Town Level Data on Cable Operators and Cable Channels

12 Sep

I am pleased to announce the release of TV and Cable Factbook Data (1997–2002; 1998 coverage is modest). Use of the data is restricted to research purposes.

Background

In 2007, Stefano DellaVigna and Ethan Kaplan published a paper that used data from Warren’s Factbook to identify the effect of the introduction of Fox News Channel on Republican vote share (link to paper). Since then, a variety of papers exploiting the same data and identification scheme have been published (see, for instance, Hopkins and Ladd, Clinton and Enamorado, etc.)

In 2012, I embarked on a similar such project—trying to use the data to study the impact of the introduction of Fox News Channel on attitudes and behaviors related to climate change. However, I found the original data to be limited—DellaVigna and Kaplan had used a team of research assistants to manually code a small number of variables for a few years. So I worked on extending the data. I planned on extending the data in two ways: adding more years, and adding ‘all’ the data for each year. To that end, I developed custom software. The data collection and parsing of a few thousand densely packed, inconsistently formatted, pages (see below) to a usable CSV (see below) finished sometime early in 2014. (To make it easier to create a crosswalk with other geographical units, I merged the data with Town lat/long (centroid) and elevation data from http://www.fallingrain.com/world/US/.)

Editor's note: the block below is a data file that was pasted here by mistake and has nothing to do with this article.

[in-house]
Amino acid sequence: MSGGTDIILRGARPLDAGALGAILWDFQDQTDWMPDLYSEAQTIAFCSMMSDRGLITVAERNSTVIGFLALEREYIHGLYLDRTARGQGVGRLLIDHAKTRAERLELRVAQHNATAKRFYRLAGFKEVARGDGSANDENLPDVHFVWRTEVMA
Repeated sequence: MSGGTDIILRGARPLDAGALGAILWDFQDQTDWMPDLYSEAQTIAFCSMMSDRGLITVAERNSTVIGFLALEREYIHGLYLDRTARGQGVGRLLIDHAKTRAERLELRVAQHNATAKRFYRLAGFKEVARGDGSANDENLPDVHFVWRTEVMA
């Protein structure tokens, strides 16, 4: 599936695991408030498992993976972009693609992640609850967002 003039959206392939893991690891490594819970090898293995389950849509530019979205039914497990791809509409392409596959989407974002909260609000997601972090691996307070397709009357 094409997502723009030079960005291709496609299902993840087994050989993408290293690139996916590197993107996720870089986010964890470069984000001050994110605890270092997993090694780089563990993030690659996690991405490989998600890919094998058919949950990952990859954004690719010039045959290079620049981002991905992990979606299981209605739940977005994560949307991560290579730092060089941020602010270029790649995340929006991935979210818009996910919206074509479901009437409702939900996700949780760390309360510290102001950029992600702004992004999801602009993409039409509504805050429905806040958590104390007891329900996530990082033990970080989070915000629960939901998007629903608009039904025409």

Sample Page
cable_factbook_example
Snapshot of the Final CSV
csv_snap

Soon after I finished the data collection, however, I became aware of a paper by Martin and Yurukoglu. They found some inconsistencies between the Nielsen data and the Factbook data (see Appendix C1 of paper), tracing the inconsistencies to delays in updating the Factbook data—“Updating is especially poor around [DellaVigna and Kaplan] sample year. Between 1999 and 2000, only 22% of observations were updated. Between 1998 and 1999, only 37% of observations were updated.” Based on their paper, I abandoned the plan to use the data, though I still believe the data can be used for a variety of important research projects, including estimating the impact of the introduction of Fox News. Based on that belief, I am releasing the data.